Greece's outgoing prime minister Lucas Papademos casts his ballot at a polling station in Athens, May 6 2012.
Greece’s two major parties, centre-right New Democracy and socialists Pasok, were dealt out the punishment expected in the country’s May 6 2012 parliamentary elections, going by exit polls reported by local and international media.
New Democracy had the largest share, at an estimated 22 per cent with more than 10 per cent of the votes counted, but this is even less than the party got when it was defeated in Greece’s previous parliamentary election in 2009.
Pasok was dealt the heaviest blow, getting an estimated 14 to 17 per cent, a major reverse for the party that won the 2009 elections but then lost sole control of government with the downfall of George Papandreou and the formation of the interim coalition government that has had to impose deeply unpopular austerity measures.
Again, as predicted, parties from outside Greece’s traditional two-party dominance made significant gains.
Reports from Athens said that more than 10 parties opposed to the austerity measures, including communists KKE that want Greece to quit the euro zone, appeared to have made gains.
Radical leftist coalition Syriza was running third, at somewhere between 15 and 17 per cent, while Golden Dawn, a far-right party that has defined itself by its anti-immigration platform, was poised to get up to eight per cent of the vote.
The Voice of America said that many Greeks blame the two major parties, New Democracy and Pasok, for leading the countries into its current bind through mismanagement.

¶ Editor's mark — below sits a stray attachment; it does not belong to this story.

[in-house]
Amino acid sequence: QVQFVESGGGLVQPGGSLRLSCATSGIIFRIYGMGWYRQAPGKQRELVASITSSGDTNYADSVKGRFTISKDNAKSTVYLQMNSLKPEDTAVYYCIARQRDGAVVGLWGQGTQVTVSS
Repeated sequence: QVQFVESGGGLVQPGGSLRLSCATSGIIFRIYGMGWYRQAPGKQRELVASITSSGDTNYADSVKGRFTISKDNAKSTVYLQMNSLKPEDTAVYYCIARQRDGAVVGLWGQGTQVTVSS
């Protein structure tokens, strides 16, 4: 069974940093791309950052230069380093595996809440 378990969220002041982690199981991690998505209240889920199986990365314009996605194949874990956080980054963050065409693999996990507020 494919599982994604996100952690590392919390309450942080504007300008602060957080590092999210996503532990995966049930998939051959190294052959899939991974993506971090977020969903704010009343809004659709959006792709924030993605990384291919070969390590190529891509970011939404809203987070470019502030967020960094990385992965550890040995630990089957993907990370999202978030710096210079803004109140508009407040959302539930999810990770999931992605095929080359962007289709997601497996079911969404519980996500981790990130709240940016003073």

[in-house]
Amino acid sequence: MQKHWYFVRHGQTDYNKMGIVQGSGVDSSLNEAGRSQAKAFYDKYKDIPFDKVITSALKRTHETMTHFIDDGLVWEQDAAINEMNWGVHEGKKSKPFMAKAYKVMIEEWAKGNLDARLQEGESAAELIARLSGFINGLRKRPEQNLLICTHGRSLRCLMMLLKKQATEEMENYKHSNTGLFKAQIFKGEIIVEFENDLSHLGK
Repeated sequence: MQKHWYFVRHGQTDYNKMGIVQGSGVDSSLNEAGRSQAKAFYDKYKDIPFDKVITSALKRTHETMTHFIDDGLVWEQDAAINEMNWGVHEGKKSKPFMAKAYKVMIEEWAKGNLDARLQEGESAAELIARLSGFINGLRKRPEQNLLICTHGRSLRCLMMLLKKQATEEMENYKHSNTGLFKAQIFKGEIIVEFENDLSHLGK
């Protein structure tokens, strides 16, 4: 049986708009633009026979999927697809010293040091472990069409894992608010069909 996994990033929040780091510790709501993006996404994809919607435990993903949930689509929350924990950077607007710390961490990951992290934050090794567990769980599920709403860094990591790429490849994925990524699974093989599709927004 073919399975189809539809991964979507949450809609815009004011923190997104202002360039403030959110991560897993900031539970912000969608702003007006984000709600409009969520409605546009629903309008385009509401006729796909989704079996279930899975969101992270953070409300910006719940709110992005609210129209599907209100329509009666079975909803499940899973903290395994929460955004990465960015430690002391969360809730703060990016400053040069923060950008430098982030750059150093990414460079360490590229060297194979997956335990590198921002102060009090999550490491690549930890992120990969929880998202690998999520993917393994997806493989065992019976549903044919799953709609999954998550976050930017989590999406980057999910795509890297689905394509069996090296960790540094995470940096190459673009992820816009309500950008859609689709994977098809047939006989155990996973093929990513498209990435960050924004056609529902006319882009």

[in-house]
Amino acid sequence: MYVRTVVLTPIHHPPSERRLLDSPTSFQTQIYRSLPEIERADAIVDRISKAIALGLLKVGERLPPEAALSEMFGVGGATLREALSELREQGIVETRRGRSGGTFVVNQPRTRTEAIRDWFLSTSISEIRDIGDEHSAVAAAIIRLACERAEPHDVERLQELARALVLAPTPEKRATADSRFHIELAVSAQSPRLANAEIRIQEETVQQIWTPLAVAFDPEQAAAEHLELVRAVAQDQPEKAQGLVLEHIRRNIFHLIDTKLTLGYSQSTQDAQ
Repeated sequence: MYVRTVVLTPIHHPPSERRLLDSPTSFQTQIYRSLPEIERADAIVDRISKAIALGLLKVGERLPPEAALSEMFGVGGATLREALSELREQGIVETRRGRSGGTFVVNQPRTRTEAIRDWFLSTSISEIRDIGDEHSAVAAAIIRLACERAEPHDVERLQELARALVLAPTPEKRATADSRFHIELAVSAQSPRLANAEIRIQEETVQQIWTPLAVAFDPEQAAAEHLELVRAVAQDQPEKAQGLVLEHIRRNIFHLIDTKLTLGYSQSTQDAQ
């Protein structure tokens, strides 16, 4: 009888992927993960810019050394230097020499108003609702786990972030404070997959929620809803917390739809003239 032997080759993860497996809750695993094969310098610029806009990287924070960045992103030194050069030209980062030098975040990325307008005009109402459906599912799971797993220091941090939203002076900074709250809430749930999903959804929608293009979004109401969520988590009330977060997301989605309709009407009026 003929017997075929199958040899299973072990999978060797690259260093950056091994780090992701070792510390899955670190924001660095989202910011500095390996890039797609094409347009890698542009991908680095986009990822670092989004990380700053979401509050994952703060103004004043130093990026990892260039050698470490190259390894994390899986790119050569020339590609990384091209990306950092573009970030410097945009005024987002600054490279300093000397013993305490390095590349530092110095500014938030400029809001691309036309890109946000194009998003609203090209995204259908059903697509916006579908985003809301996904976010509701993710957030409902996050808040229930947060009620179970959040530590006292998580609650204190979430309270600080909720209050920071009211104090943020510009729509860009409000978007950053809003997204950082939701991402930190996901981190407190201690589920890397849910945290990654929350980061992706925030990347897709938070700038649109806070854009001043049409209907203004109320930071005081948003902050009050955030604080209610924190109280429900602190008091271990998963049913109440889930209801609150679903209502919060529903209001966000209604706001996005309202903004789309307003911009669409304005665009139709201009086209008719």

In just two years, Greece has received two huge international bailouts to keep from defaulting on its financial obligations. But in order to secure the aid from the European Union and International Monetary Fund, the government had to bow to demands to impose sharp spending cuts and tax increases, which have generated widespread protests, VOA said.
Any political instability may prompt fresh questions over Greece’s place in the euro zone, the BBC said. . If any new Greek government deviated from its fiscal commitments the country would have to "bear the consequences," German finance minister Wolfgang Schauble said, quoted by the BBC.
Talks on a governing coalition were expected to start rapidly, with Lucas Papademos – the economist, former central banker and former vice-president of the European Central Bank who became interim prime minister in November 2011 – saying in response to a journalist’s question that he expected that a new government could be formed in the coming week.
"We must all make a decision not only on who will govern but also with regards to the path the nation will take in the next decades," Papademos said.
An agreement reached with the Organisation for Security and Cooperation in Europe (OSCE) will allow voters with dual citizenship in Kosovo to vote in the upcoming parliamentary and presidential elections in Serbia.
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